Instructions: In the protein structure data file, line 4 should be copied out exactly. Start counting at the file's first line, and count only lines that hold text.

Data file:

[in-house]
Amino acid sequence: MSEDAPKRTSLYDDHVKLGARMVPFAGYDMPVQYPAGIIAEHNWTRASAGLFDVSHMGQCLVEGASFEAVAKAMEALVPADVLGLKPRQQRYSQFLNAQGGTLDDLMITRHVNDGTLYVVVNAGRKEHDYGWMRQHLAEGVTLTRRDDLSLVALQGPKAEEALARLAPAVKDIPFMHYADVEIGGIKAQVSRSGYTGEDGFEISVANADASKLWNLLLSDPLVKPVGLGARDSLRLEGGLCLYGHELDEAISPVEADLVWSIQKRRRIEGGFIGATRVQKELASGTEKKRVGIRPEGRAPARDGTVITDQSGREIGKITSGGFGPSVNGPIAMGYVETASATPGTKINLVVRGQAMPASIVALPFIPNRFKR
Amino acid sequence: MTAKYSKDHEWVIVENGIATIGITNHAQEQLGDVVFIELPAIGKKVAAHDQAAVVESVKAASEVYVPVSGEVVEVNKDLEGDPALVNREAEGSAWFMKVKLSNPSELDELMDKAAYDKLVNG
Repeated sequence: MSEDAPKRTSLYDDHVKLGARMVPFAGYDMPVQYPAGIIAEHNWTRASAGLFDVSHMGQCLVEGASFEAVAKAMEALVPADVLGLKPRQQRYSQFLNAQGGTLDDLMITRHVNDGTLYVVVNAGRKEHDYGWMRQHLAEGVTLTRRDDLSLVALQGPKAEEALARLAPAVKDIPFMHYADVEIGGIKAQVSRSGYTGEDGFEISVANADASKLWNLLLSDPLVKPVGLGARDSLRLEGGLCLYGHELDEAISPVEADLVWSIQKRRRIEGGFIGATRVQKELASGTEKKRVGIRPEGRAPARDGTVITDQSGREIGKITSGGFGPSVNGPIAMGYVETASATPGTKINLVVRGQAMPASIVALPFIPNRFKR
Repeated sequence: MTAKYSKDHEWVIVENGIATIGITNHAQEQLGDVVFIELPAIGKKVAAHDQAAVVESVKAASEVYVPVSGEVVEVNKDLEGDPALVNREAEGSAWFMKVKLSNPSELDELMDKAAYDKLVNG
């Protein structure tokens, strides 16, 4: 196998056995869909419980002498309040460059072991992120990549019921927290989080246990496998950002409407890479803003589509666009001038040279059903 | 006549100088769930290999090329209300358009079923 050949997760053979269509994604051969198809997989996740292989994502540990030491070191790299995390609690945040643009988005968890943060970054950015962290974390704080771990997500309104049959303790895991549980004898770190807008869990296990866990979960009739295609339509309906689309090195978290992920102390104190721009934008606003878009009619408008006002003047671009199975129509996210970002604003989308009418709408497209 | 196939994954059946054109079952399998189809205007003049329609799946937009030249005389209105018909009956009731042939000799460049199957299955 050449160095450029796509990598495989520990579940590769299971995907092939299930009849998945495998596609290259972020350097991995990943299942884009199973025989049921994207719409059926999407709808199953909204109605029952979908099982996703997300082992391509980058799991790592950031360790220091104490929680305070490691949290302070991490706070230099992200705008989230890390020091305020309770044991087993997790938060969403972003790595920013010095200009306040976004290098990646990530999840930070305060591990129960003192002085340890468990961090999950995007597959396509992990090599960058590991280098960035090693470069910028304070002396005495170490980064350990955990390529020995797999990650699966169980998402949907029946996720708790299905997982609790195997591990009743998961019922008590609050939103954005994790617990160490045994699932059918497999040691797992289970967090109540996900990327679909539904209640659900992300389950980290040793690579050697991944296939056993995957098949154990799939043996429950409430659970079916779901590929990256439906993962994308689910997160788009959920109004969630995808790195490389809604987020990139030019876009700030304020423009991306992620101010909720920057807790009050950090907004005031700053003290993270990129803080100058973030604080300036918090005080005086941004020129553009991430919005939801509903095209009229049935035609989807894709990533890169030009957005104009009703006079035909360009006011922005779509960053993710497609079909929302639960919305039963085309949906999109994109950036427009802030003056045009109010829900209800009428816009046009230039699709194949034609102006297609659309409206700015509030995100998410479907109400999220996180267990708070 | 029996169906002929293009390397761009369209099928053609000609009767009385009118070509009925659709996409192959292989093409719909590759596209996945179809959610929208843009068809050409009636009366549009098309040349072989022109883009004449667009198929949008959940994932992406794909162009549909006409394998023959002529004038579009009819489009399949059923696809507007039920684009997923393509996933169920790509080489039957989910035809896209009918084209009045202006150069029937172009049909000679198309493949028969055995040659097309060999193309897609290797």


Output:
Repeated sequence: MSEDAPKRTSLYDDHVKLGARMVPFAGYDMPVQYPAGIIAEHNWTRASAGLFDVSHMGQCLVEGASFEAVAKAMEALVPADVLGLKPRQQRYSQFLNAQGGTLDDLMITRHVNDGTLYVVVNAGRKEHDYGWMRQHLAEGVTLTRRDDLSLVALQGPKAEEALARLAPAVKDIPFMHYADVEIGGIKAQVSRSGYTGEDGFEISVANADASKLWNLLLSDPLVKPVGLGARDSLRLEGGLCLYGHELDEAISPVEADLVWSIQKRRRIEGGFIGATRVQKELASGTEKKRVGIRPEGRAPARDGTVITDQSGREIGKITSGGFGPSVNGPIAMGYVETASATPGTKINLVVRGQAMPASIVALPFIPNRFKR